Nadia Oxford’s Top 10 Games of 2019: Dragons, Dragons, Rock the Dragons

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Another year, another mighty butt-load of RPGs under my belt. The doctor says I need to get more variety in my gaming diet before I excrete dragons on a daily basis. What do doctors know?

Since you already scanned my list of favorites for the year—I know you did, don’t lie—you likely noticed there are a couple of games that are technically from 2018 taking up real estate here. It’s fine; since these lists are comprised of our personal game picks for the year, we’re allowed to include older games we only got around to in 2019. I’m happy about that caveat, since it’s not always possible to get around to playing a game the second it drops. We shouldn’t turn away from critically-acclaimed games just because they’re yesterday’s news.

This is my convoluted way of admitting I’m sometimes late to the video game hype party. Well, I was born two weeks late, so I’ll just say the delay is very on-brand for me.

Here’s what caught my heart this year:

  1. Dragon Quest Builders 2
  2. Red Dead Redemption 2
  3. Fire Emblem: Three Houses
  4. Sayonara Wild Hearts
  5. Dragon Quest 11 S
  6. Pokemon Sword/Shield
  7. Final Fantasy 14
  8. Luigi’s Mansion 3
  9. Link’s Awakening
  10. Trails of Cold Steel 3

The squad’s all here. | Square Enix

2019 brought along its share of difficulties, but I can’t complain too much about a year that gave us not one, but two Dragon Quest games. I’ve been waiting on Dragon Quest Builders 2 for a long time (the first Dragon Quest Builders was my favorite game in 2016), and I love it to pieces. Most of the quibbles I had with the first game are fixed through some solid quality of life improvements, and then Square Enix piled a whole lot of great new content on top of the experience. There are new kingdoms to save, scavenger hunts to engage in, and a huge island to build and populate to your tastes. Bring on Dragon Quest Builders 3 and the Dragon Quest 3-centric story that’ll probably drive it.

Dragon Quest 11 S also earns a shout out even though it’s a port of last year’s Dragon Quest 11. Square Enix went above and beyond bringing this epic RPG to the Switch: There’s new quests, new story content, an orchestrated soundtrack, additional voice acting, the works. I’m still amazed such a huge game was squeezed onto the Switch with minimal compromise. This is indeed the definitive version of Dragon Quest 11, and that’s not something I get to say about Switch games every day.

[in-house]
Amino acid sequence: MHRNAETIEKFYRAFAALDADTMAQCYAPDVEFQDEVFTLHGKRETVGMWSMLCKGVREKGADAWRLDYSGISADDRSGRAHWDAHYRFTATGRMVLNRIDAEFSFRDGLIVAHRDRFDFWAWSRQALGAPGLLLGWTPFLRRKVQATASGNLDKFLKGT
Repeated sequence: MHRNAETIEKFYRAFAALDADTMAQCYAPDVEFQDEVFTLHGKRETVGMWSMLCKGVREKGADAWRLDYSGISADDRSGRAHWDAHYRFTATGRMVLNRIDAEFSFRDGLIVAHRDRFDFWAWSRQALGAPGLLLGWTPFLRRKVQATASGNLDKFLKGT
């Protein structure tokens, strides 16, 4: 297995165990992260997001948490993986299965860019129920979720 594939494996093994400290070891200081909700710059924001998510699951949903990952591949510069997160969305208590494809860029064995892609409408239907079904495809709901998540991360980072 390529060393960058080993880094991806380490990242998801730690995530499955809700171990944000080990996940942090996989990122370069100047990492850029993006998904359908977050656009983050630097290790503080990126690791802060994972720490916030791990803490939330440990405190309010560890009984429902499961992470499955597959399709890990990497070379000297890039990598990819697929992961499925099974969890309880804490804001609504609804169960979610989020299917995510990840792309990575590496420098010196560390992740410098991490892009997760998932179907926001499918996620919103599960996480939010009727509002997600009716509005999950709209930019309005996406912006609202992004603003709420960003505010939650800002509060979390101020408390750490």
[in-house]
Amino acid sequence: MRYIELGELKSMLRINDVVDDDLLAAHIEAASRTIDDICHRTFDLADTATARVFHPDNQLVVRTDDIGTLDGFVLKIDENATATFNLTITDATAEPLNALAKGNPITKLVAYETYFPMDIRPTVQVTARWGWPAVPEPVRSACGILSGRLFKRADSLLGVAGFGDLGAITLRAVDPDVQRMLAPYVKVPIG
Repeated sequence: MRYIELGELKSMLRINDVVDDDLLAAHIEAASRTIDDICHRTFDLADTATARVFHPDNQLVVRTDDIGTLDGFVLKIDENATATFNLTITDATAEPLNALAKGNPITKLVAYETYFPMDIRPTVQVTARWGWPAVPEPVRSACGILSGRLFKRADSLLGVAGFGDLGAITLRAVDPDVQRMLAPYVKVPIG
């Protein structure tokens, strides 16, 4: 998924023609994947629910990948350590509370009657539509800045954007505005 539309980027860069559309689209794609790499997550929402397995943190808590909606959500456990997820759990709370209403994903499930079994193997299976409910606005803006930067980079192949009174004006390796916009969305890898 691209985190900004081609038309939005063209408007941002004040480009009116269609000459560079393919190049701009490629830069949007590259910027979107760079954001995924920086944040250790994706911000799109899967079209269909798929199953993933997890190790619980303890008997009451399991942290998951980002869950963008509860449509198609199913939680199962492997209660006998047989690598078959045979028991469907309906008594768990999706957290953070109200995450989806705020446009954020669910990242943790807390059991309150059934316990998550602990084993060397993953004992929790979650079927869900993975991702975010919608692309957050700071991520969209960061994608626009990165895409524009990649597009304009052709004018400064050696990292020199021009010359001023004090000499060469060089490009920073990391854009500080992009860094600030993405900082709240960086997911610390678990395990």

I kicked off the year playing Red Dead Redemption 2 for the first time. I didn’t intend to fall in love with Arthur Morgan’s Sad Cowboy story, but oops. Maybe it helps that my play session lined up with a weird, difficult time in my life, but it’s also just a good game with wonky shooting mechanics. (I got used to ’em.) Speaking of games about war and strife wearing people down into nubs of their former selves, Fire Emblem: Three Houses got a lot of playtime from me this year. It’s a great debut for the series on the Switch, and a great return to form for a series that strayed a bit with its last 3DS release. I expect I’ll be playing Three Houses well into 2020 too, since I haven’t finished the Blue Lion or Black Eagle paths. Watch for a repeat appearance on next year’s “Best Of” list! Well, no guarantee, but who knows.

I loved the heckin’ heck out of Sayonara Wild Hearts, which now ranks as one of my favorite rhythm games of all time—until the next Rhythm Heaven game comes out, of course. Please get on that, Nintendo. I also fell in love with Pokemon Sword and Shield, even though all the poisonous discourse around the game had me convinced I’d hate it. No, it’s not the fanciest-looking game on the Switch, but I still clocked a whole bunch of hours into running around the Wild Area, battling friends, battling foes, and just having a good time. Cheers to the Galar region. Can’t wait to see what’s next.

My next “Why Didn’t You Get to this Sooner, Nadia?” entry is Final Fantasy 14. I don’t mean the Shadowbringer expansion either, I mean I only started A Realm Reborn for the first time late this year. I am thoroughly in love. I acknowledge that MMORPGs aren’t for everyone, but at the same time I can’t help but love how easy it is to stray from the main story path. Like, “Eh, I’m tired of investigating this mystery cult that’s sacrificing women to a dark god. Time to become a botanist and chop trees for ten hours.”

Luigi’s Mansion 3 and The Legend of Zelda: Link’s Awakening were both there for me when I needed a couple of games to let me retread some familiar ground without making me feel too sure about my footing. The vacuuming and ghost-wrangling physics in Luigi’s Mansion 3 feel better than ever, and re-visiting Link’s Awakening on the Switch reminds me how wonderful the game’s puzzles are despite the original Link’s Awakening being decades old. Some people still swear by the original Game Boy release, but I think the Switch version is superior simply for not forcing you to balance Link’s entire inventory between two buttons.

Finally, Trails of Cold Steel 3 gets a nod and a wave as I see everyone out the door for 2019. The Trails series isn’t a showcase of innovation and new ideas, but it never tries to be. It’s a saga that tells a long, complex narrative using a familiar cast of characters. Trails 3 blurs more than a few lines: enemies become allies, friends become enemies, and it all feels surprisingly genuine because Trails 3 emphasizes there isn’t much “good” or “bad” in the world. There’s just war and politics.

So ends another year. 2020 is already looking exciting with the arrival of Final Fantasy 7 Remake and Bravely Default 2. Will my “Best Of” list next year contain any of the games we’re anticipating right now? You’ll have to tune in next December to find out for sure. Please look forward to it.

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